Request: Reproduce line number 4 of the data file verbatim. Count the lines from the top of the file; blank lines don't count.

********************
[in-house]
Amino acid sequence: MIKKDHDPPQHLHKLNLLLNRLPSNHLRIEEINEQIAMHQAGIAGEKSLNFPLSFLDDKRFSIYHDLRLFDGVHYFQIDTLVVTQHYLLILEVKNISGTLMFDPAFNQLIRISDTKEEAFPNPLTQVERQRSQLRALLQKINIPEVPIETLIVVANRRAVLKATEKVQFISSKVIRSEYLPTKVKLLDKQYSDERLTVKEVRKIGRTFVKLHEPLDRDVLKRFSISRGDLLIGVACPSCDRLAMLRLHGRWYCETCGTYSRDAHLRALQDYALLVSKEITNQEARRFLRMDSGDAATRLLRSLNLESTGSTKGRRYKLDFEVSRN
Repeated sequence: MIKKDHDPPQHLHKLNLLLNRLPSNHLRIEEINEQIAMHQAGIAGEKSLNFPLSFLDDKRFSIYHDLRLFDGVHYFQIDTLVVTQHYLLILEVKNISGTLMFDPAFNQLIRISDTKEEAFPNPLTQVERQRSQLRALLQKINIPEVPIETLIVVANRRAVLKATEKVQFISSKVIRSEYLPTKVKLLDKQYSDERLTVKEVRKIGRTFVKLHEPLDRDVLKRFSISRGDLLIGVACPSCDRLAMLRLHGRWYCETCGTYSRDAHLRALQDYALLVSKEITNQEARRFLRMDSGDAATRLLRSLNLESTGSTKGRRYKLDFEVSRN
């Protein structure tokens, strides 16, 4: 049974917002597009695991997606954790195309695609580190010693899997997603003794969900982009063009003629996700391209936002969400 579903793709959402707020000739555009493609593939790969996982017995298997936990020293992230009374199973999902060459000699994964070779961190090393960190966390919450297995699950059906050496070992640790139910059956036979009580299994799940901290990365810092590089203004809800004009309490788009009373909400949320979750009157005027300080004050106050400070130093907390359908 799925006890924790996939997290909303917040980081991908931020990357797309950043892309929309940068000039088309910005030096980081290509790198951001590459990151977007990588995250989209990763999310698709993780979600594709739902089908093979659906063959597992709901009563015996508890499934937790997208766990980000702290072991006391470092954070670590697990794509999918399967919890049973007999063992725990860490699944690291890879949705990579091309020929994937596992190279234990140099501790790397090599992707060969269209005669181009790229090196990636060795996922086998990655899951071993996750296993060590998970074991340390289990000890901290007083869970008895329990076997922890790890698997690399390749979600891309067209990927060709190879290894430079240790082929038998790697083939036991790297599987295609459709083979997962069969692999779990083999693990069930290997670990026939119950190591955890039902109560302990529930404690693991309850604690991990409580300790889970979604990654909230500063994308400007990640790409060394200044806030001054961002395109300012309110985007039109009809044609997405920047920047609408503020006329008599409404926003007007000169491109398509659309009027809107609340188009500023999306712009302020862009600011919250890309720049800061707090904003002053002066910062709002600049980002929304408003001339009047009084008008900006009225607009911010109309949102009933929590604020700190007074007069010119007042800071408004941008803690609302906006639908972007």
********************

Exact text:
């Protein structure tokens, strides 16, 4: 049974917002597009695991997606954790195309695609580190010693899997997603003794969900982009063009003629996700391209936002969400 579903793709959402707020000739555009493609593939790969996982017995298997936990020293992230009374199973999902060459000699994964070779961190090393960190966390919450297995699950059906050496070992640790139910059956036979009580299994799940901290990365810092590089203004809800004009309490788009009373909400949320979750009157005027300080004050106050400070130093907390359908 799925006890924790996939997290909303917040980081991908931020990357797309950043892309929309940068000039088309910005030096980081290509790198951001590459990151977007990588995250989209990763999310698709993780979600594709739902089908093979659906063959597992709901009563015996508890499934937790997208766990980000702290072991006391470092954070670590697990794509999918399967919890049973007999063992725990860490699944690291890879949705990579091309020929994937596992190279234990140099501790790397090599992707060969269209005669181009790229090196990636060795996922086998990655899951071993996750296993060590998970074991340390289990000890901290007083869970008895329990076997922890790890698997690399390749979600891309067209990927060709190879290894430079240790082929038998790697083939036991790297599987295609459709083979997962069969692999779990083999693990069930290997670990026939119950190591955890039902109560302990529930404690693991309850604690991990409580300790889970979604990654909230500063994308400007990640790409060394200044806030001054961002395109300012309110985007039109009809044609997405920047920047609408503020006329008599409404926003007007000169491109398509659309009027809107609340188009500023999306712009302020862009600011919250890309720049800061707090904003002053002066910062709002600049980002929304408003001339009047009084008008900006009225607009911010109309949102009933929590604020700190007074007069010119007042800071408004941008803690609302906006639908972007």